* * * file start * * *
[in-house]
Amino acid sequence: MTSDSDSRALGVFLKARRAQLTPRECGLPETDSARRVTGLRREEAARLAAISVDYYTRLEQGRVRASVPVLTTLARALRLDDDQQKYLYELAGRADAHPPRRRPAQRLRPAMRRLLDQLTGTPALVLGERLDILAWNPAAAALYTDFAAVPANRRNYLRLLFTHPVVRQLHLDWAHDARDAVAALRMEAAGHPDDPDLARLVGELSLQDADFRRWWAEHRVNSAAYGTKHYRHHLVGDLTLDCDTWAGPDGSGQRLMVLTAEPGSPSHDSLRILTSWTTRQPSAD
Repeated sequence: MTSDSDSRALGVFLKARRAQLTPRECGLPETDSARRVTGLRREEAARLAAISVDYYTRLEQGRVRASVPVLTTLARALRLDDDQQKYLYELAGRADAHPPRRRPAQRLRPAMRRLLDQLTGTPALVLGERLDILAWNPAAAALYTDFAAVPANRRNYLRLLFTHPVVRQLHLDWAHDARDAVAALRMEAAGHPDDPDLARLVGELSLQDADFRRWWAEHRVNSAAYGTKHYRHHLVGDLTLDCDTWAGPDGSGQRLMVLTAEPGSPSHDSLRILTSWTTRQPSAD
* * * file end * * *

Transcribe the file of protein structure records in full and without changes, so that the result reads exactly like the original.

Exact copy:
[in-house]
Amino acid sequence: MTSDSDSRALGVFLKARRAQLTPRECGLPETDSARRVTGLRREEAARLAAISVDYYTRLEQGRVRASVPVLTTLARALRLDDDQQKYLYELAGRADAHPPRRRPAQRLRPAMRRLLDQLTGTPALVLGERLDILAWNPAAAALYTDFAAVPANRRNYLRLLFTHPVVRQLHLDWAHDARDAVAALRMEAAGHPDDPDLARLVGELSLQDADFRRWWAEHRVNSAAYGTKHYRHHLVGDLTLDCDTWAGPDGSGQRLMVLTAEPGSPSHDSLRILTSWTTRQPSAD
Repeated sequence: MTSDSDSRALGVFLKARRAQLTPRECGLPETDSARRVTGLRREEAARLAAISVDYYTRLEQGRVRASVPVLTTLARALRLDDDQQKYLYELAGRADAHPPRRRPAQRLRPAMRRLLDQLTGTPALVLGERLDILAWNPAAAALYTDFAAVPANRRNYLRLLFTHPVVRQLHLDWAHDARDAVAALRMEAAGHPDDPDLARLVGELSLQDADFRRWWAEHRVNSAAYGTKHYRHHLVGDLTLDCDTWAGPDGSGQRLMVLTAEPGSPSHDSLRILTSWTTRQPSAD